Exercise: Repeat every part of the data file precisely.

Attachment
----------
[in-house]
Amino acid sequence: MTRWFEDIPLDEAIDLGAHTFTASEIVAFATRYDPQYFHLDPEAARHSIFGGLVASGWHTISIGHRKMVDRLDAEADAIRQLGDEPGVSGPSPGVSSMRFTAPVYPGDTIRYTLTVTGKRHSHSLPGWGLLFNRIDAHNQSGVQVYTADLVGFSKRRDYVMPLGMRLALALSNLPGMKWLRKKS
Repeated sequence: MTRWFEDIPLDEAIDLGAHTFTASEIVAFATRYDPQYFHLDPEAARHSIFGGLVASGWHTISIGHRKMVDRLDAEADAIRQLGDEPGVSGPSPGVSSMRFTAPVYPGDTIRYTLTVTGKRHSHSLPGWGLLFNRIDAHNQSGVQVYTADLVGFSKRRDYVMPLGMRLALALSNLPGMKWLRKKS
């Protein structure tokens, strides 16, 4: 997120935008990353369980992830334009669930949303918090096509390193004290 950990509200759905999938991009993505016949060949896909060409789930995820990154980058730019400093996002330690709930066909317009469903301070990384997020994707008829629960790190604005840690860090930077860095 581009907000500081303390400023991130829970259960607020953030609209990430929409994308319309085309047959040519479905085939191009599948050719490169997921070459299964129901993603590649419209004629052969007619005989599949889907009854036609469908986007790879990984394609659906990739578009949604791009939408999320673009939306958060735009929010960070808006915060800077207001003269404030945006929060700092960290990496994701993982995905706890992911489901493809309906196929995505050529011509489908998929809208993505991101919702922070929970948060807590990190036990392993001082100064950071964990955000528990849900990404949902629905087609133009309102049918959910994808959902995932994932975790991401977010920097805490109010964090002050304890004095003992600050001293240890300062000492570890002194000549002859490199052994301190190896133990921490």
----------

[in-house]
Amino acid sequence: MTRWFEDIPLDEAIDLGAHTFTASEIVAFATRYDPQYFHLDPEAARHSIFGGLVASGWHTISIGHRKMVDRLDAEADAIRQLGDEPGVSGPSPGVSSMRFTAPVYPGDTIRYTLTVTGKRHSHSLPGWGLLFNRIDAHNQSGVQVYTADLVGFSKRRDYVMPLGMRLALALSNLPGMKWLRKKS
Repeated sequence: MTRWFEDIPLDEAIDLGAHTFTASEIVAFATRYDPQYFHLDPEAARHSIFGGLVASGWHTISIGHRKMVDRLDAEADAIRQLGDEPGVSGPSPGVSSMRFTAPVYPGDTIRYTLTVTGKRHSHSLPGWGLLFNRIDAHNQSGVQVYTADLVGFSKRRDYVMPLGMRLALALSNLPGMKWLRKKS
């Protein structure tokens, strides 16, 4: 997120935008990353369980992830334009669930949303918090096509390193004290 950990509200759905999938991009993505016949060949896909060409789930995820990154980058730019400093996002330690709930066909317009469903301070990384997020994707008829629960790190604005840690860090930077860095 581009907000500081303390400023991130829970259960607020953030609209990430929409994308319309085309047959040519479905085939191009599948050719490169997921070459299964129901993603590649419209004629052969007619005989599949889907009854036609469908986007790879990984394609659906990739578009949604791009939408999320673009939306958060735009929010960070808006915060800077207001003269404030945006929060700092960290990496994701993982995905706890992911489901493809309906196929995505050529011509489908998929809208993505991101919702922070929970948060807590990190036990392993001082100064950071964990955000528990849900990404949902629905087609133009309102049918959910994808959902995932994932975790991401977010920097805490109010964090002050304890004095003992600050001293240890300062000492570890002194000549002859490199052994301190190896133990921490």